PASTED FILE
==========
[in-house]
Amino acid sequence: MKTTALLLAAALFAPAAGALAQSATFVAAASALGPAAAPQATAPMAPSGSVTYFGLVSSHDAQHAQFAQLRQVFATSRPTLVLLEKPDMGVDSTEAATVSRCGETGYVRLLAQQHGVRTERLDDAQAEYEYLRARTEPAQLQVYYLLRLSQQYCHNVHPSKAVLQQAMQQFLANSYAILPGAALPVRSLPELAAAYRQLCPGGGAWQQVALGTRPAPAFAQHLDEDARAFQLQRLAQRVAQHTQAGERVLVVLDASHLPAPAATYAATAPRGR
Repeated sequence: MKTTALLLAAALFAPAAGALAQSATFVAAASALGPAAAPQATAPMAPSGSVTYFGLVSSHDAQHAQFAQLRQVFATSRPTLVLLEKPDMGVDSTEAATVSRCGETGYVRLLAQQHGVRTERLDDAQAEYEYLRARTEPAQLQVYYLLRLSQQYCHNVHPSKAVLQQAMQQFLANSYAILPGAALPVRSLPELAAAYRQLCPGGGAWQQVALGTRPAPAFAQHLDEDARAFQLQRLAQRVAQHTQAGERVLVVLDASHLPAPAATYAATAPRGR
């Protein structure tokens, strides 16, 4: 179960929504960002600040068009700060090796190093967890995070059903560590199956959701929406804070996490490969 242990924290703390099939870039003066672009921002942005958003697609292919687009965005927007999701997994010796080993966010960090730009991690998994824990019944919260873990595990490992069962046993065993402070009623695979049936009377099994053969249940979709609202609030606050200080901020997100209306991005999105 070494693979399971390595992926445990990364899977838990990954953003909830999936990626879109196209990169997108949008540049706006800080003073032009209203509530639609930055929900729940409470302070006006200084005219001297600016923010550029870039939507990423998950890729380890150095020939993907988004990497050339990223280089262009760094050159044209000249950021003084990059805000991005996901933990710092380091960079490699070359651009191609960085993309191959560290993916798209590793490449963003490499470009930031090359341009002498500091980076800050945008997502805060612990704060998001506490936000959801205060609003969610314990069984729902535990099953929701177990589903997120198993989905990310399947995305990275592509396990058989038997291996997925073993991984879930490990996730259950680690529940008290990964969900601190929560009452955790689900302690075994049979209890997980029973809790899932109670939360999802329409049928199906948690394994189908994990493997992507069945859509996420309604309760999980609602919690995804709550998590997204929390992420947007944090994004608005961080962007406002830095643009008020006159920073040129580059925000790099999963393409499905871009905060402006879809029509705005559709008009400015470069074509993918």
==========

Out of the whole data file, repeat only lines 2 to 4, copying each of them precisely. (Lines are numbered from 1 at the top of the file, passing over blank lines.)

Amino acid sequence: MKTTALLLAAALFAPAAGALAQSATFVAAASALGPAAAPQATAPMAPSGSVTYFGLVSSHDAQHAQFAQLRQVFATSRPTLVLLEKPDMGVDSTEAATVSRCGETGYVRLLAQQHGVRTERLDDAQAEYEYLRARTEPAQLQVYYLLRLSQQYCHNVHPSKAVLQQAMQQFLANSYAILPGAALPVRSLPELAAAYRQLCPGGGAWQQVALGTRPAPAFAQHLDEDARAFQLQRLAQRVAQHTQAGERVLVVLDASHLPAPAATYAATAPRGR
Repeated sequence: MKTTALLLAAALFAPAAGALAQSATFVAAASALGPAAAPQATAPMAPSGSVTYFGLVSSHDAQHAQFAQLRQVFATSRPTLVLLEKPDMGVDSTEAATVSRCGETGYVRLLAQQHGVRTERLDDAQAEYEYLRARTEPAQLQVYYLLRLSQQYCHNVHPSKAVLQQAMQQFLANSYAILPGAALPVRSLPELAAAYRQLCPGGGAWQQVALGTRPAPAFAQHLDEDARAFQLQRLAQRVAQHTQAGERVLVVLDASHLPAPAATYAATAPRGR
């Protein structure tokens, strides 16, 4: 179960929504960002600040068009700060090796190093967890995070059903560590199956959701929406804070996490490969 242990924290703390099939870039003066672009921002942005958003697609292919687009965005927007999701997994010796080993966010960090730009991690998994824990019944919260873990595990490992069962046993065993402070009623695979049936009377099994053969249940979709609202609030606050200080901020997100209306991005999105 070494693979399971390595992926445990990364899977838990990954953003909830999936990626879109196209990169997108949008540049706006800080003073032009209203509530639609930055929900729940409470302070006006200084005219001297600016923010550029870039939507990423998950890729380890150095020939993907988004990497050339990223280089262009760094050159044209000249950021003084990059805000991005996901933990710092380091960079490699070359651009191609960085993309191959560290993916798209590793490449963003490499470009930031090359341009002498500091980076800050945008997502805060612990704060998001506490936000959801205060609003969610314990069984729902535990099953929701177990589903997120198993989905990310399947995305990275592509396990058989038997291996997925073993991984879930490990996730259950680690529940008290990964969900601190929560009452955790689900302690075994049979209890997980029973809790899932109670939360999802329409049928199906948690394994189908994990493997992507069945859509996420309604309760999980609602919690995804709550998590997204929390992420947007944090994004608005961080962007406002830095643009008020006159920073040129580059925000790099999963393409499905871009905060402006879809029509705005559709008009400015470069074509993918």